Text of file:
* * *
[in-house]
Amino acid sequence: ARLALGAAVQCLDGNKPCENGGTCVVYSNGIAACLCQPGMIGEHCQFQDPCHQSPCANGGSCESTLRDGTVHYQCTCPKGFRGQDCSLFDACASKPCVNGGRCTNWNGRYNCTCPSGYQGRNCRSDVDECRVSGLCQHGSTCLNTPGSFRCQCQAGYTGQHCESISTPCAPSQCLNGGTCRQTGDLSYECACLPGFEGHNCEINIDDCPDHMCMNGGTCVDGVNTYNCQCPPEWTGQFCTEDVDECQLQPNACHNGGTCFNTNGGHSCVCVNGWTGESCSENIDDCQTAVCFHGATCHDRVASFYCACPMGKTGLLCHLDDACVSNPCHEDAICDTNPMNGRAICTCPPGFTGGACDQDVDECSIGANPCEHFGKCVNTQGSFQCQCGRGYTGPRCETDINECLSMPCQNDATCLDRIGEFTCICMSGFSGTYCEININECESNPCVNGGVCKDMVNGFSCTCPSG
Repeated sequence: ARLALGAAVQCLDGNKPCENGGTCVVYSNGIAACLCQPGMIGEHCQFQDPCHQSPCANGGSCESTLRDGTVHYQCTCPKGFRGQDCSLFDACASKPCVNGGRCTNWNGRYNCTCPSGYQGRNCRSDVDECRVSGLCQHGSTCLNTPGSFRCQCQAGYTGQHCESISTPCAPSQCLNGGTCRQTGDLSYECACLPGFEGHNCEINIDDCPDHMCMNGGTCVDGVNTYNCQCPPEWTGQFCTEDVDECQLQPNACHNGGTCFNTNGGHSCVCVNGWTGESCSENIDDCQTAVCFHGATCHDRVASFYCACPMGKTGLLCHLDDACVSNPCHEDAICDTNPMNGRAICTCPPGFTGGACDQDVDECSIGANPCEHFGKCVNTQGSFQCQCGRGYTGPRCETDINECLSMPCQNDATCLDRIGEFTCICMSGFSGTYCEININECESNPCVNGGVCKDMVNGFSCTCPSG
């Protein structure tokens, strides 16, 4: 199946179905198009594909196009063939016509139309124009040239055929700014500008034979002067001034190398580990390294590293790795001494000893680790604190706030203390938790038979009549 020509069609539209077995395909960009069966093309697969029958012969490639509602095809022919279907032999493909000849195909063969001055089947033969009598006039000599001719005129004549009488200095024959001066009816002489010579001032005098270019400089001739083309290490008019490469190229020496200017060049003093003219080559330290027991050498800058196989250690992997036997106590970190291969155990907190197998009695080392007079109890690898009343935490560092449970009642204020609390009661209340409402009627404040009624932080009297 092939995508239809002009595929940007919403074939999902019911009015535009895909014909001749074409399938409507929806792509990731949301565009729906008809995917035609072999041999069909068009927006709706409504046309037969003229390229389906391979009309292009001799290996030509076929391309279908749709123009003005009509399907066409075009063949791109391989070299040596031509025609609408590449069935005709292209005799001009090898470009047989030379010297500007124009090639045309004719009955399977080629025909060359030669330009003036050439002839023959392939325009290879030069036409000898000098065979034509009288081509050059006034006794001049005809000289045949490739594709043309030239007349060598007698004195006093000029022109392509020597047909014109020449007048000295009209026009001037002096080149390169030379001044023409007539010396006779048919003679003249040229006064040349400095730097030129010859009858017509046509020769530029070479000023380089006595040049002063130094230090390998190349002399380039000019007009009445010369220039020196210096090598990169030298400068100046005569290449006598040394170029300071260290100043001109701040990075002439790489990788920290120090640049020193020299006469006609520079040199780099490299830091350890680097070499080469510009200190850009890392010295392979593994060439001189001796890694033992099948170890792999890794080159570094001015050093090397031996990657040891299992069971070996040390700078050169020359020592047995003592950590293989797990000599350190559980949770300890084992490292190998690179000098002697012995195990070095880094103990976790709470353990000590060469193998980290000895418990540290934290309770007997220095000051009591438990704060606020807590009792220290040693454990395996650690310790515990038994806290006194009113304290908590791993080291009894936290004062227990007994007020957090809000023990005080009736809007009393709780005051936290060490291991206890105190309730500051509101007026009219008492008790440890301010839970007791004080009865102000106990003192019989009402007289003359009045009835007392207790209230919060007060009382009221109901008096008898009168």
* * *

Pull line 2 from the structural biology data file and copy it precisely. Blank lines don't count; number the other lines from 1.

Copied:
Amino acid sequence: ARLALGAAVQCLDGNKPCENGGTCVVYSNGIAACLCQPGMIGEHCQFQDPCHQSPCANGGSCESTLRDGTVHYQCTCPKGFRGQDCSLFDACASKPCVNGGRCTNWNGRYNCTCPSGYQGRNCRSDVDECRVSGLCQHGSTCLNTPGSFRCQCQAGYTGQHCESISTPCAPSQCLNGGTCRQTGDLSYECACLPGFEGHNCEINIDDCPDHMCMNGGTCVDGVNTYNCQCPPEWTGQFCTEDVDECQLQPNACHNGGTCFNTNGGHSCVCVNGWTGESCSENIDDCQTAVCFHGATCHDRVASFYCACPMGKTGLLCHLDDACVSNPCHEDAICDTNPMNGRAICTCPPGFTGGACDQDVDECSIGANPCEHFGKCVNTQGSFQCQCGRGYTGPRCETDINECLSMPCQNDATCLDRIGEFTCICMSGFSGTYCEININECESNPCVNGGVCKDMVNGFSCTCPSG